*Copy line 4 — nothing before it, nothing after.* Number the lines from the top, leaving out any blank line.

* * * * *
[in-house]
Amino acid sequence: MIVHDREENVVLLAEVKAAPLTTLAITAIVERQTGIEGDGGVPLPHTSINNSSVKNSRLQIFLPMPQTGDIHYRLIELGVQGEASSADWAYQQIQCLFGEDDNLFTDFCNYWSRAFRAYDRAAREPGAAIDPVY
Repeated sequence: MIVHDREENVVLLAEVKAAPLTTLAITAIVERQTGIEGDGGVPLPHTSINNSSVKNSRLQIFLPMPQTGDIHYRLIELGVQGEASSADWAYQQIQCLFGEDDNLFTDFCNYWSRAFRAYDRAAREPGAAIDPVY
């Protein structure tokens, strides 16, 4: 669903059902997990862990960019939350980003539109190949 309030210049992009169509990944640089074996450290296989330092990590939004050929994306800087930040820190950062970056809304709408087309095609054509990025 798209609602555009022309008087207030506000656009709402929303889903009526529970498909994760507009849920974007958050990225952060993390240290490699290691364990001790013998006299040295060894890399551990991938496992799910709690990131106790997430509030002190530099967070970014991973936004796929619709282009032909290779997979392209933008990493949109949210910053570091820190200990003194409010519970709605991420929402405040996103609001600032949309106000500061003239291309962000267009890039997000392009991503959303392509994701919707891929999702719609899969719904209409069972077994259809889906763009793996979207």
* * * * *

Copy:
């Protein structure tokens, strides 16, 4: 669903059902997990862990960019939350980003539109190949 309030210049992009169509990944640089074996450290296989330092990590939004050929994306800087930040820190950062970056809304709408087309095609054509990025 798209609602555009022309008087207030506000656009709402929303889903009526529970498909994760507009849920974007958050990225952060993390240290490699290691364990001790013998006299040295060894890399551990991938496992799910709690990131106790997430509030002190530099967070970014991973936004796929619709282009032909290779997979392209933008990493949109949210910053570091820190200990003194409010519970709605991420929402405040996103609001600032949309106000500061003239291309962000267009890039997000392009991503959303392509994701919707891929999702719609899969719904209409069972077994259809889906763009793996979207």